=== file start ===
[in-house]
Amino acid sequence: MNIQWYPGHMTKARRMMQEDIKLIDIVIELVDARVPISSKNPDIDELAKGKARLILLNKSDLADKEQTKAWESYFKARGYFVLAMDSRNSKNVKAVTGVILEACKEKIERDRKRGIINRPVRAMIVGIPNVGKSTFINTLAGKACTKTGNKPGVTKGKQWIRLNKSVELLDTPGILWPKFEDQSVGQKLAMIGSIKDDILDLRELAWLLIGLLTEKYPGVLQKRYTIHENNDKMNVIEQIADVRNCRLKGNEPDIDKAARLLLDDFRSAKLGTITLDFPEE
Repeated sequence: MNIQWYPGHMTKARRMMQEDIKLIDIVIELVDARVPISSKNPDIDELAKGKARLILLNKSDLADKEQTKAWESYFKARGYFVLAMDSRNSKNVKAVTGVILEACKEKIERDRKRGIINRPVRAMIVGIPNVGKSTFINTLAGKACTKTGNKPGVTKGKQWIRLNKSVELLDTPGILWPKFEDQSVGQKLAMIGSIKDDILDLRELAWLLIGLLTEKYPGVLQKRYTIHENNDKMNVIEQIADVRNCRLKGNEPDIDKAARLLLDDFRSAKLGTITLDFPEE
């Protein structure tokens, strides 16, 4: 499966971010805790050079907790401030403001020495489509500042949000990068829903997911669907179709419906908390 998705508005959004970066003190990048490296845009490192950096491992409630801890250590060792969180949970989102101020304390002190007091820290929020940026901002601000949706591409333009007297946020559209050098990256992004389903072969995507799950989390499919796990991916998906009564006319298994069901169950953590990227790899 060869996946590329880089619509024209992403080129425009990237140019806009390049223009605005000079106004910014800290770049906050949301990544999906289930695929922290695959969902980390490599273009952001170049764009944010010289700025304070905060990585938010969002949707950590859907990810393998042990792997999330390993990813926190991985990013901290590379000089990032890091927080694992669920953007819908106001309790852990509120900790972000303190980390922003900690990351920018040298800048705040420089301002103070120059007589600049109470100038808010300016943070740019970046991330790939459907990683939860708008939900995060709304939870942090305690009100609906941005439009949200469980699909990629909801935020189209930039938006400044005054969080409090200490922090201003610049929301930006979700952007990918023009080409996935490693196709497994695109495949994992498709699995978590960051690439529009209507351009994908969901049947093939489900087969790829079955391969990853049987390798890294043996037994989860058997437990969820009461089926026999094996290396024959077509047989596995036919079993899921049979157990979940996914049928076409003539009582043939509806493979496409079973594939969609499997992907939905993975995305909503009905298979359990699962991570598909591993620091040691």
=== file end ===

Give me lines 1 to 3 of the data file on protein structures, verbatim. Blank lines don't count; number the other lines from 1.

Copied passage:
[in-house]
Amino acid sequence: MNIQWYPGHMTKARRMMQEDIKLIDIVIELVDARVPISSKNPDIDELAKGKARLILLNKSDLADKEQTKAWESYFKARGYFVLAMDSRNSKNVKAVTGVILEACKEKIERDRKRGIINRPVRAMIVGIPNVGKSTFINTLAGKACTKTGNKPGVTKGKQWIRLNKSVELLDTPGILWPKFEDQSVGQKLAMIGSIKDDILDLRELAWLLIGLLTEKYPGVLQKRYTIHENNDKMNVIEQIADVRNCRLKGNEPDIDKAARLLLDDFRSAKLGTITLDFPEE
Repeated sequence: MNIQWYPGHMTKARRMMQEDIKLIDIVIELVDARVPISSKNPDIDELAKGKARLILLNKSDLADKEQTKAWESYFKARGYFVLAMDSRNSKNVKAVTGVILEACKEKIERDRKRGIINRPVRAMIVGIPNVGKSTFINTLAGKACTKTGNKPGVTKGKQWIRLNKSVELLDTPGILWPKFEDQSVGQKLAMIGSIKDDILDLRELAWLLIGLLTEKYPGVLQKRYTIHENNDKMNVIEQIADVRNCRLKGNEPDIDKAARLLLDDFRSAKLGTITLDFPEE